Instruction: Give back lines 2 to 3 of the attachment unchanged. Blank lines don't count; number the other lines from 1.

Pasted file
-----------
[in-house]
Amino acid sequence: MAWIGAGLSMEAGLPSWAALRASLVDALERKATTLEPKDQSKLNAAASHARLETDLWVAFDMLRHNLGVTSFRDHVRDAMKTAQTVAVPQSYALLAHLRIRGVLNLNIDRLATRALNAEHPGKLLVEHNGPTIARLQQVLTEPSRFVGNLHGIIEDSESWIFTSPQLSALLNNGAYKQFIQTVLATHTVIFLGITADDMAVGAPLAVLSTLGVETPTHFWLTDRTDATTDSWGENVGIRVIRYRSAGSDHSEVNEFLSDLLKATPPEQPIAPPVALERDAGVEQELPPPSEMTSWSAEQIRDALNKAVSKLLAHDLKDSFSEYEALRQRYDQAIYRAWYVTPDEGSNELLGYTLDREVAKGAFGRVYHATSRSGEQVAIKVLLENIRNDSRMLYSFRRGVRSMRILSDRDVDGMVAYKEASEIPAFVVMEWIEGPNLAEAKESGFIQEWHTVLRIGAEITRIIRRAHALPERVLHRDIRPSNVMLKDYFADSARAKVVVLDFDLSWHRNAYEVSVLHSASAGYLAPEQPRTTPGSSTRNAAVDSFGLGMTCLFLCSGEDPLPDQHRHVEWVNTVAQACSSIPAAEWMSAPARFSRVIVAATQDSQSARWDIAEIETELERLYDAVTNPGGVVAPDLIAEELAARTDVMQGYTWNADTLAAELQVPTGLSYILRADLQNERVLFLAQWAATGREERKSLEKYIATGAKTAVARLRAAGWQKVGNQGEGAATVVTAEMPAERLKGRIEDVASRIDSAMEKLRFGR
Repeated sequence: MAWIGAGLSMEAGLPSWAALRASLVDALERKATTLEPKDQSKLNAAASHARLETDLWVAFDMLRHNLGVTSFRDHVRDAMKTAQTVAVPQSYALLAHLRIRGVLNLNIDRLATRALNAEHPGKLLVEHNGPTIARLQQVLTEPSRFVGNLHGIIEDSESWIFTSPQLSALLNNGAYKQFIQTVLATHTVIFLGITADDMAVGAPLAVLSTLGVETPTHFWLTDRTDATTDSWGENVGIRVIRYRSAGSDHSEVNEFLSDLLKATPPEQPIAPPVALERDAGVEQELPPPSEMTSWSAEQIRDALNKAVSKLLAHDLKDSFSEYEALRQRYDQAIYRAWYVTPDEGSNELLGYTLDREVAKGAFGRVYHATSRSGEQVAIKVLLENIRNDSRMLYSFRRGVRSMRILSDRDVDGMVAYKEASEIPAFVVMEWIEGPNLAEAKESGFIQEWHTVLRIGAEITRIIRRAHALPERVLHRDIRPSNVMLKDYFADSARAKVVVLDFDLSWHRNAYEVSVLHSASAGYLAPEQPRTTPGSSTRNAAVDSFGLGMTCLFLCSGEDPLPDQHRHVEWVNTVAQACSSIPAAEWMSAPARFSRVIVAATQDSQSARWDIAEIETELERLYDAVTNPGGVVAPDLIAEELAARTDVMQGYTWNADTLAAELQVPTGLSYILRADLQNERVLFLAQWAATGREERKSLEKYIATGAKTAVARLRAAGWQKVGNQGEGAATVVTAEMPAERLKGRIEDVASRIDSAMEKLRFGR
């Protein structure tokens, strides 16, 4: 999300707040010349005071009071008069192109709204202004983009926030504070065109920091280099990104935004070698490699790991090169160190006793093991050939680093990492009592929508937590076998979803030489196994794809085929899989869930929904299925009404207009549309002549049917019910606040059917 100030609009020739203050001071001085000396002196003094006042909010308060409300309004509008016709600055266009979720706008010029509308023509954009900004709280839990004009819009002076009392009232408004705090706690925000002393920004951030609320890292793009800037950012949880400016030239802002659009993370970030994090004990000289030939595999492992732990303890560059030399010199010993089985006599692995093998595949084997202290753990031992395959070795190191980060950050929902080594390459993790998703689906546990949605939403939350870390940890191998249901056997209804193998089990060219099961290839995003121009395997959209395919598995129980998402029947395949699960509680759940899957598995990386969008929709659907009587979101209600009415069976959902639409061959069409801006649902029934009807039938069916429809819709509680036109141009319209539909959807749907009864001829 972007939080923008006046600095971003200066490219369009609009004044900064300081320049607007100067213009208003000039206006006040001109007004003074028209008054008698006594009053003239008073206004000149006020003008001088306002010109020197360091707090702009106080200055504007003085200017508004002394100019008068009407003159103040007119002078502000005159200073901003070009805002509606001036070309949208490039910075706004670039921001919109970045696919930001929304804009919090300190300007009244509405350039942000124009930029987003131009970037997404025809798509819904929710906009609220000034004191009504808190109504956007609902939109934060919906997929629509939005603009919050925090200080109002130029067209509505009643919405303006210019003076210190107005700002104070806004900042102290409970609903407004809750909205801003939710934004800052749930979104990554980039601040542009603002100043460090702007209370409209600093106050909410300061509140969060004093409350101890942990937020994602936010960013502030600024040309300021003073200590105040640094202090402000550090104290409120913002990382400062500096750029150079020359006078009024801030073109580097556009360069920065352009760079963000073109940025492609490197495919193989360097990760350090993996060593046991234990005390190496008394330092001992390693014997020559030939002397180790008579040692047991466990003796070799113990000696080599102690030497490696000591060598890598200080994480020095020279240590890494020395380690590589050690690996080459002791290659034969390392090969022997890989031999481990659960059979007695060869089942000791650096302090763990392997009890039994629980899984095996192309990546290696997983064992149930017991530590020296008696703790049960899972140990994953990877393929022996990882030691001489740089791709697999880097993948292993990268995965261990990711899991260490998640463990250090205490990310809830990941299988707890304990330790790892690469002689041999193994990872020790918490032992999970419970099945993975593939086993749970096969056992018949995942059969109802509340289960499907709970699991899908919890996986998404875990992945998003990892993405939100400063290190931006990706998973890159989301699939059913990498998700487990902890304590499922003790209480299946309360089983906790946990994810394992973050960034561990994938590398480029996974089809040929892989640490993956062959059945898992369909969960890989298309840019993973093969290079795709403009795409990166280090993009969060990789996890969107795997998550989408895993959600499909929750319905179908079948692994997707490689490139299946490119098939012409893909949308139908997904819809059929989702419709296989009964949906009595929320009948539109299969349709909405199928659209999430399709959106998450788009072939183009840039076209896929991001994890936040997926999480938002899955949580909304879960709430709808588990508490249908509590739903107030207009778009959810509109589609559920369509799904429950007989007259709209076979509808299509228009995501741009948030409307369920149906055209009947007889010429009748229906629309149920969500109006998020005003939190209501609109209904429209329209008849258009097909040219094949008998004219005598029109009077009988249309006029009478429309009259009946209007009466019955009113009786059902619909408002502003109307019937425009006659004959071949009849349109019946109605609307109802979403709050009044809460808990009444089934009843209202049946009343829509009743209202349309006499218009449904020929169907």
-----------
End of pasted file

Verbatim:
Amino acid sequence: MAWIGAGLSMEAGLPSWAALRASLVDALERKATTLEPKDQSKLNAAASHARLETDLWVAFDMLRHNLGVTSFRDHVRDAMKTAQTVAVPQSYALLAHLRIRGVLNLNIDRLATRALNAEHPGKLLVEHNGPTIARLQQVLTEPSRFVGNLHGIIEDSESWIFTSPQLSALLNNGAYKQFIQTVLATHTVIFLGITADDMAVGAPLAVLSTLGVETPTHFWLTDRTDATTDSWGENVGIRVIRYRSAGSDHSEVNEFLSDLLKATPPEQPIAPPVALERDAGVEQELPPPSEMTSWSAEQIRDALNKAVSKLLAHDLKDSFSEYEALRQRYDQAIYRAWYVTPDEGSNELLGYTLDREVAKGAFGRVYHATSRSGEQVAIKVLLENIRNDSRMLYSFRRGVRSMRILSDRDVDGMVAYKEASEIPAFVVMEWIEGPNLAEAKESGFIQEWHTVLRIGAEITRIIRRAHALPERVLHRDIRPSNVMLKDYFADSARAKVVVLDFDLSWHRNAYEVSVLHSASAGYLAPEQPRTTPGSSTRNAAVDSFGLGMTCLFLCSGEDPLPDQHRHVEWVNTVAQACSSIPAAEWMSAPARFSRVIVAATQDSQSARWDIAEIETELERLYDAVTNPGGVVAPDLIAEELAARTDVMQGYTWNADTLAAELQVPTGLSYILRADLQNERVLFLAQWAATGREERKSLEKYIATGAKTAVARLRAAGWQKVGNQGEGAATVVTAEMPAERLKGRIEDVASRIDSAMEKLRFGR
Repeated sequence: MAWIGAGLSMEAGLPSWAALRASLVDALERKATTLEPKDQSKLNAAASHARLETDLWVAFDMLRHNLGVTSFRDHVRDAMKTAQTVAVPQSYALLAHLRIRGVLNLNIDRLATRALNAEHPGKLLVEHNGPTIARLQQVLTEPSRFVGNLHGIIEDSESWIFTSPQLSALLNNGAYKQFIQTVLATHTVIFLGITADDMAVGAPLAVLSTLGVETPTHFWLTDRTDATTDSWGENVGIRVIRYRSAGSDHSEVNEFLSDLLKATPPEQPIAPPVALERDAGVEQELPPPSEMTSWSAEQIRDALNKAVSKLLAHDLKDSFSEYEALRQRYDQAIYRAWYVTPDEGSNELLGYTLDREVAKGAFGRVYHATSRSGEQVAIKVLLENIRNDSRMLYSFRRGVRSMRILSDRDVDGMVAYKEASEIPAFVVMEWIEGPNLAEAKESGFIQEWHTVLRIGAEITRIIRRAHALPERVLHRDIRPSNVMLKDYFADSARAKVVVLDFDLSWHRNAYEVSVLHSASAGYLAPEQPRTTPGSSTRNAAVDSFGLGMTCLFLCSGEDPLPDQHRHVEWVNTVAQACSSIPAAEWMSAPARFSRVIVAATQDSQSARWDIAEIETELERLYDAVTNPGGVVAPDLIAEELAARTDVMQGYTWNADTLAAELQVPTGLSYILRADLQNERVLFLAQWAATGREERKSLEKYIATGAKTAVARLRAAGWQKVGNQGEGAATVVTAEMPAERLKGRIEDVASRIDSAMEKLRFGR